Last Saturday we drove up to Mid Wales to meet with artisan chocolate maker Pablo Spaull at his secluded one-man chocolate factory. Named by Food and Travel magazine “the first hippie chocolatier”, Pablo kindly invited us to taste his signature chocolate range, speaking enthusiastically about how he discovered his passion for raw chocolate, how Forever Cacao was born and the challenges he had to overcome in the process of establishing the cacao supply chain.
Passionate about traditional cultures and indigenous tribal peoples, Pablo opened up about his friendship with Dilwyn Jenkins ‒ the brave advocate of Peru's Ashaninka tribal people who passed away in 2014 ‒ and why it is vital to put indigenous people in control of their rainforest. He also told us about the unconventional Cacao Club, where he hosts transformational gatherings and healing ceremonies in collaboration with Andrea Proffitt, showing that cacao can also be a heart opener and a soul connector.
Tell us about Pablo before Forever Cacao.
The 90's were spent DJing and producing electronic music and performing at venues all over the place, early 00's I got into providing DJ skills & music making workshops to young people – in the care system, young offenders, youth clubs, schools, PRU's and the home educated community. I've always followed my heart and done what I enjoy doing.
What is your most vivid childhood memory?
1983. Riding my bike around Glastonbury festival and experiencing live music in a field! Also we were a bit short of camping utensils so my usual breakfast of weetabix was served crushed up in a bottle of fresh Worthy Farm milk.
What sparked your interest in traditional cultures and indigenous tribal peoples?
It's where all the wisdom is and if it's not recognised and celebrated – it will be lost. This applies Worldwide.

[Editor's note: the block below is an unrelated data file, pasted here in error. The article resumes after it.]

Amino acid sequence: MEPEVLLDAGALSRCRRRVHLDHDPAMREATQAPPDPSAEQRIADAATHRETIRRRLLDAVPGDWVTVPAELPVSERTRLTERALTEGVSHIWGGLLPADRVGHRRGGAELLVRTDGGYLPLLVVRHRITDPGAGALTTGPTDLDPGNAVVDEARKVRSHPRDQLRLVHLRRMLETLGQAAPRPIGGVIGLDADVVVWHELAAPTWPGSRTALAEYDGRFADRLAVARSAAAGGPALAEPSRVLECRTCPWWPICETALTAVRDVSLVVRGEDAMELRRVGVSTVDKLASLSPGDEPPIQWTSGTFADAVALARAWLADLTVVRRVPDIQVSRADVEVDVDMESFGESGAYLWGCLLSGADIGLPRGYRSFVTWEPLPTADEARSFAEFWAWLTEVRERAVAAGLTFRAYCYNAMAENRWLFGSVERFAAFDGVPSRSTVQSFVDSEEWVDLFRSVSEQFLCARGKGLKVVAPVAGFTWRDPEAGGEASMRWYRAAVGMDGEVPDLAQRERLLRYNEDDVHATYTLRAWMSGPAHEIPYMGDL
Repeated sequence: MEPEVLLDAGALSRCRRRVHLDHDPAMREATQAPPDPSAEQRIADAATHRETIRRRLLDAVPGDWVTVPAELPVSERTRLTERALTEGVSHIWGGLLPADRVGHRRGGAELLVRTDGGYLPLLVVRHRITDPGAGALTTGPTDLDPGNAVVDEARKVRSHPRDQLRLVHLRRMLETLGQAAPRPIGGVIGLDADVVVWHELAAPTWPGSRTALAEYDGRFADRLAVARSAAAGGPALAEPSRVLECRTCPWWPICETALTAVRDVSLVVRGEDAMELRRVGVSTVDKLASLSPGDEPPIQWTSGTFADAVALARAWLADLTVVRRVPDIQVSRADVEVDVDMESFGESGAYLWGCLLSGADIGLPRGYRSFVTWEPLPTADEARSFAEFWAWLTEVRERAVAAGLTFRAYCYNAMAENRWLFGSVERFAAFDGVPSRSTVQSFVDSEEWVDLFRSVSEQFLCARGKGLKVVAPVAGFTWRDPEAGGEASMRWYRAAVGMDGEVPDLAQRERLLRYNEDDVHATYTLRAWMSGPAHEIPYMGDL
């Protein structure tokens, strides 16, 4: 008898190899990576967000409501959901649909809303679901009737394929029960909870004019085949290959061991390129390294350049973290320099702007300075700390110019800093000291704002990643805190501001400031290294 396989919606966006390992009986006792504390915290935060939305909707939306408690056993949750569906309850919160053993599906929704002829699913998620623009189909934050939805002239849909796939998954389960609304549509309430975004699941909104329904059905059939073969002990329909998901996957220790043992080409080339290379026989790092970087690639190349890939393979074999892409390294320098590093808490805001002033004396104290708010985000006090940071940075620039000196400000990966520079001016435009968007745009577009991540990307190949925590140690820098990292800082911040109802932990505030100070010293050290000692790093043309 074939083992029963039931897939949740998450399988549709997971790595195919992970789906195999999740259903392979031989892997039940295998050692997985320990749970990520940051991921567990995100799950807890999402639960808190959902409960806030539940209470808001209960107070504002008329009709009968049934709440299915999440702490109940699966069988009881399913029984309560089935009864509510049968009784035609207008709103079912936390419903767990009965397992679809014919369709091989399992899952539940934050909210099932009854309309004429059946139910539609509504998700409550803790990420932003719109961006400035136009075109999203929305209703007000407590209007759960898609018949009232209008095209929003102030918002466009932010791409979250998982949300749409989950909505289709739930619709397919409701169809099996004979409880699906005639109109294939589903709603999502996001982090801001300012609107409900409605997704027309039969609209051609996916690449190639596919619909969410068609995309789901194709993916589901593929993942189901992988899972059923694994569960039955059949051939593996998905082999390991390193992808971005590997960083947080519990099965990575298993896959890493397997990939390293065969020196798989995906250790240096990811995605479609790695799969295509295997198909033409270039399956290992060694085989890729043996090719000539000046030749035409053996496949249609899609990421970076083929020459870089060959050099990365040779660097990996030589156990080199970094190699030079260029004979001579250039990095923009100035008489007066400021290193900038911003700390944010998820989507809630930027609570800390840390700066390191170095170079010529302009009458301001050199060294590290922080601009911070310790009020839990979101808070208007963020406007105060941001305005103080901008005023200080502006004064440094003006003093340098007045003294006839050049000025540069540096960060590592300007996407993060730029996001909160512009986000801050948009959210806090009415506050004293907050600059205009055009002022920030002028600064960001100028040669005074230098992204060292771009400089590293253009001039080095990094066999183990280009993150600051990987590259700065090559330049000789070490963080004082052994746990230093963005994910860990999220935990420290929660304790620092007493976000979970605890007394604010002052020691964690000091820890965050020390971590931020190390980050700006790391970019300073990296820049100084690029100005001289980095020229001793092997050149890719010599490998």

Food and Travel magazine called you “the first hippie chocolatier”. What are your thoughts on this?
It's cool, I'm not ashamed of my hippy credentials – they serve me well!
Tell us about your friendship with Dilwyn Jenkins. What are some of the most inspiring lessons you’ve learned from this relationship?
Dilwyn was the kindest wise man I've had the pleasure of meeting. Nothing was too much trouble for him and he had a way of getting things done that was so gentle and heartfelt that whoever he encountered felt compelled to help him on his quest. His ethos and dedication to his work with the Ashaninka were most inspiring. He is a great loss to humanity.
What are some of the biggest issues that surround the chocolate industry at the moment?
Hybrid strains and deforestation are high in the craft chocolate world alongside child labour and slavery in the confectionary commodity industry. Many large companies are always looking to save money in production which usually results in an inferior end product and questionable ethics.
What was the most challenging step when establishing the cacao supply chain?
Every single step had its own set of challenges – it took 7 years before any beans actually made the trip to the UK. The communication, language, technology, transport, quality control, education, post harvest facilities and tools all play a part. It's a very complicated set of variables which work very well when all lined up however with one part out of place the whole thing falls apart.
How often do you travel to Peru and how does a regular day look like for you while you’re there?
As often as possible – once a year minimum. There's no typical day really, it depends on whether there's a visit to the jungle or meetings in Lima.
What was your first impression of the Peruvian rainforest? What have you learned or observed that surprised you the most?